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birds are birds, dogs are dogs

>From earlier postings:

><I am already having people deride me for calling birds
> "living dinosaurs."  One person just came into my
> office, dropped the magazine on my desk with the page
> turned to Gould's article, and then left in disgust.  Help!>


>That said, I admit that I too have problems with Birds 
>Are Dinosaurs.  It's just, it's just ... just ... _wrong_.
>Isn't it, though?

This is another of those discussions that never seems to get resolved.  It
is phylogenetically correct to call dogs epitheres.  So, should I tell
everyone I have two epitheres?  Of course not--they're dogs, stupid!  Gould
is right, we shouldn't call them wolves, either, because they are known as
dogs, and that is their most precise label (ignoring breeds for the moment).
Why go to a more inclusive designation, whatever it might be?  Likewise, if
I owned a canary, I should not tell people I have a dinosaur.  It's a bird,

I've ranted about this before, as some old-timers on the list may remember.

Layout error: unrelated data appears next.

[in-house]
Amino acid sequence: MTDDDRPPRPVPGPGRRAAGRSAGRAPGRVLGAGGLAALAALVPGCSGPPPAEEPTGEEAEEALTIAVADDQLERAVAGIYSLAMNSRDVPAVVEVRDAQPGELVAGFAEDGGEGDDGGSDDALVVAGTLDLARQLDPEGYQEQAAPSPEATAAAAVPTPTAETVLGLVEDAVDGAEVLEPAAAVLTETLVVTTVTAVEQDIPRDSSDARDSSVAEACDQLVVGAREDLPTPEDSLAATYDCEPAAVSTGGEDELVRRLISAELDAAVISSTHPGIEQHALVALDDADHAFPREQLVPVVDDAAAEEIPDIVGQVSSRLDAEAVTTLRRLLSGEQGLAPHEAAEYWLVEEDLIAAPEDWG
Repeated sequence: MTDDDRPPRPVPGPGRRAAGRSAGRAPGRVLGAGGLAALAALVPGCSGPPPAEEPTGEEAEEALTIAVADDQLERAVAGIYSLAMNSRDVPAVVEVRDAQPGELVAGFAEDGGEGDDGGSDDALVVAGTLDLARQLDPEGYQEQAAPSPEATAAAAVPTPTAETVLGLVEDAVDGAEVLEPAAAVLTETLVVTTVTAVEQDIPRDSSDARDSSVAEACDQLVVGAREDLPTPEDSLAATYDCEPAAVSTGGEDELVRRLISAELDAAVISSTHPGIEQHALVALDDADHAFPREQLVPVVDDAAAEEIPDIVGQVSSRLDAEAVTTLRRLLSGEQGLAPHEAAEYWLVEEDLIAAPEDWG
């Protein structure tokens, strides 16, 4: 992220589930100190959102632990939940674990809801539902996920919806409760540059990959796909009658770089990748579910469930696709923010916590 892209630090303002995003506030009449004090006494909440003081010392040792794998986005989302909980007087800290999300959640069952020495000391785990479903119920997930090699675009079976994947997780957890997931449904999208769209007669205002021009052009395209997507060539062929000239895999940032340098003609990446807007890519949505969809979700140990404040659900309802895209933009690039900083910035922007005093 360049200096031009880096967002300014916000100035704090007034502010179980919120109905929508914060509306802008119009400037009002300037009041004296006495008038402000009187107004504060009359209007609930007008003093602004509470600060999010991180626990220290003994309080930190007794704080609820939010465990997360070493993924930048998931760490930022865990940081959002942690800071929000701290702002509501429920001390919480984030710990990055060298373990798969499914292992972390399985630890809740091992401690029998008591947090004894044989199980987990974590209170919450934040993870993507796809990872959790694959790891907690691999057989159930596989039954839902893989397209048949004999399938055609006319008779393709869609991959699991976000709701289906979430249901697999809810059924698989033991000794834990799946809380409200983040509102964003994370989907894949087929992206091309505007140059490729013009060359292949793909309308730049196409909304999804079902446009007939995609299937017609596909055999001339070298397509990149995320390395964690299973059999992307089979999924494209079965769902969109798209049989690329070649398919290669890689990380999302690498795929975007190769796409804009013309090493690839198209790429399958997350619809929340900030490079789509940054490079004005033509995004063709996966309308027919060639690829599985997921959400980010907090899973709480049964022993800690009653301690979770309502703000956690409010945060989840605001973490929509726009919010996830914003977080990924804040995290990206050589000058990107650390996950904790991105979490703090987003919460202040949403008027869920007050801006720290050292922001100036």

I think we need to use the labels that have precise meaning to people.
Otherwise we can expect unfavorable reactions.  As for birds, realization
that they are in the dinosaur clade has changed nothing relative to labeling
conventions.  After all, people who think birds are descended from a more
basal kind of archosaur, such as pseudosuchians, have never, to my
knowledge, asserted we should call birds pseudosuchians.

Too many of us are over-impressed with our arcane knowledge, and take every
opportunity to flaunt it to our non-academic friends, neighbors, and
associates, as if it is some kind of inside joke that they are too simple to
understand.  It's a form of social intimidation.  I think the birds as
dinosaurs bit even has some shock value, because it does fly in the face of
conventional understanding.  That makes it even more fun to get in people's

Call a bird a bird, so we will all know what you're talking about.  Is it
also a dinosaur, at a less precise level of labeling?  Of course, but we
shouldn't be striving for reduction of precision and increase in confusion,
and then berate the people who are getting confused.  A dog is a dog, even
though it is also an epithere and eupelycosaur (as someone suggested here).
Call it a dog, so we'll know what you're talking about!